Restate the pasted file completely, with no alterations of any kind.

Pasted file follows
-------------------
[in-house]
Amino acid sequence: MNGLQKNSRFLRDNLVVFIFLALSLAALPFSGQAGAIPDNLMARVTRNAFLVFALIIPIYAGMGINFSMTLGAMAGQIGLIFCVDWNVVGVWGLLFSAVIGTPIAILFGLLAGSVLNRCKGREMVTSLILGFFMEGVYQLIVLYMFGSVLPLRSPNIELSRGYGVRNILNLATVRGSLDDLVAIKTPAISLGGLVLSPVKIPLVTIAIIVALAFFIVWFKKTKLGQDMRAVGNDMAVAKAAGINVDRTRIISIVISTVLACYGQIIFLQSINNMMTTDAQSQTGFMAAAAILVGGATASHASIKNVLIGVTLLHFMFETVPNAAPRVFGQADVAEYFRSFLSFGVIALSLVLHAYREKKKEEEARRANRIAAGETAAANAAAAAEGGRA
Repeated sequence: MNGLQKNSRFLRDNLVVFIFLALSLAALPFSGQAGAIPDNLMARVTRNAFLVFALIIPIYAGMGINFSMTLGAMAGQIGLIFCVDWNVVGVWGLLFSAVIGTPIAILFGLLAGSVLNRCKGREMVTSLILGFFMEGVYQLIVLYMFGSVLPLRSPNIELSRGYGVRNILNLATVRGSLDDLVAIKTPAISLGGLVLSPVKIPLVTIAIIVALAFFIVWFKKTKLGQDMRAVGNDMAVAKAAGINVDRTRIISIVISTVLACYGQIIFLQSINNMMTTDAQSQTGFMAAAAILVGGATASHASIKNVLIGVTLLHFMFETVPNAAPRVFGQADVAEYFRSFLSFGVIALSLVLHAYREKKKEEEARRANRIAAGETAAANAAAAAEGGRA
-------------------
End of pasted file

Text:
[in-house]
Amino acid sequence: MNGLQKNSRFLRDNLVVFIFLALSLAALPFSGQAGAIPDNLMARVTRNAFLVFALIIPIYAGMGINFSMTLGAMAGQIGLIFCVDWNVVGVWGLLFSAVIGTPIAILFGLLAGSVLNRCKGREMVTSLILGFFMEGVYQLIVLYMFGSVLPLRSPNIELSRGYGVRNILNLATVRGSLDDLVAIKTPAISLGGLVLSPVKIPLVTIAIIVALAFFIVWFKKTKLGQDMRAVGNDMAVAKAAGINVDRTRIISIVISTVLACYGQIIFLQSINNMMTTDAQSQTGFMAAAAILVGGATASHASIKNVLIGVTLLHFMFETVPNAAPRVFGQADVAEYFRSFLSFGVIALSLVLHAYREKKKEEEARRANRIAAGETAAANAAAAAEGGRA
Repeated sequence: MNGLQKNSRFLRDNLVVFIFLALSLAALPFSGQAGAIPDNLMARVTRNAFLVFALIIPIYAGMGINFSMTLGAMAGQIGLIFCVDWNVVGVWGLLFSAVIGTPIAILFGLLAGSVLNRCKGREMVTSLILGFFMEGVYQLIVLYMFGSVLPLRSPNIELSRGYGVRNILNLATVRGSLDDLVAIKTPAISLGGLVLSPVKIPLVTIAIIVALAFFIVWFKKTKLGQDMRAVGNDMAVAKAAGINVDRTRIISIVISTVLACYGQIIFLQSINNMMTTDAQSQTGFMAAAAILVGGATASHASIKNVLIGVTLLHFMFETVPNAAPRVFGQADVAEYFRSFLSFGVIALSLVLHAYREKKKEEEARRANRIAAGETAAANAAAAAEGGRA